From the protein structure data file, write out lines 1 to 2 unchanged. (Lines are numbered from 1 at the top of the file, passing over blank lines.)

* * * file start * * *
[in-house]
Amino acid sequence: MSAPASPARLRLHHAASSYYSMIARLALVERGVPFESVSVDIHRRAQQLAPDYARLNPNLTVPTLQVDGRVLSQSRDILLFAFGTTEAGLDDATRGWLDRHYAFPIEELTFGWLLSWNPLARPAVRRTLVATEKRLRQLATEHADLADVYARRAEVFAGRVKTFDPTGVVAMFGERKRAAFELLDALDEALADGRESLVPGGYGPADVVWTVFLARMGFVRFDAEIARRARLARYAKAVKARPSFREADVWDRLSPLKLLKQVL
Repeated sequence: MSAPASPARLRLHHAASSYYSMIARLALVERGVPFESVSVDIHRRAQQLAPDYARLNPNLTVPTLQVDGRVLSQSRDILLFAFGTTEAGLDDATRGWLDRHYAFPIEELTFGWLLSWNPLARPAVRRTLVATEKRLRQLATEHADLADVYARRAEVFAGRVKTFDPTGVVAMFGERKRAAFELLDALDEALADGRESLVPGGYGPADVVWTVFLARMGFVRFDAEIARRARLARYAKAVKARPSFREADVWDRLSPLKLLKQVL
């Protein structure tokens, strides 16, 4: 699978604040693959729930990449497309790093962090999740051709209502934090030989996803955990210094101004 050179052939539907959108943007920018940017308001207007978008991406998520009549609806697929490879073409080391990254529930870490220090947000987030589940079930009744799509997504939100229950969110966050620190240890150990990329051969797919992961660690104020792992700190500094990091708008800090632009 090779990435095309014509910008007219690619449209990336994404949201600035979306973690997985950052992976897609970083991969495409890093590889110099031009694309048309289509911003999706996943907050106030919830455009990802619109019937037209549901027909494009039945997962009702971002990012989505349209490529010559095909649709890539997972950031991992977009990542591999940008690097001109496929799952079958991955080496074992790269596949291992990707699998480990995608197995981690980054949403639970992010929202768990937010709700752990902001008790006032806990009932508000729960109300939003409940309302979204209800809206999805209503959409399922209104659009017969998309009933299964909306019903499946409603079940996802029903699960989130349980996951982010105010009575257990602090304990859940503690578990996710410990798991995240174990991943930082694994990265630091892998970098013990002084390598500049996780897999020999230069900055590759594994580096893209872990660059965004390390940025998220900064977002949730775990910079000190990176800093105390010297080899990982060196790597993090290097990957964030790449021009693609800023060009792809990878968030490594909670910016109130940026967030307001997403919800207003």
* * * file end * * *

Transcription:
[in-house]
Amino acid sequence: MSAPASPARLRLHHAASSYYSMIARLALVERGVPFESVSVDIHRRAQQLAPDYARLNPNLTVPTLQVDGRVLSQSRDILLFAFGTTEAGLDDATRGWLDRHYAFPIEELTFGWLLSWNPLARPAVRRTLVATEKRLRQLATEHADLADVYARRAEVFAGRVKTFDPTGVVAMFGERKRAAFELLDALDEALADGRESLVPGGYGPADVVWTVFLARMGFVRFDAEIARRARLARYAKAVKARPSFREADVWDRLSPLKLLKQVL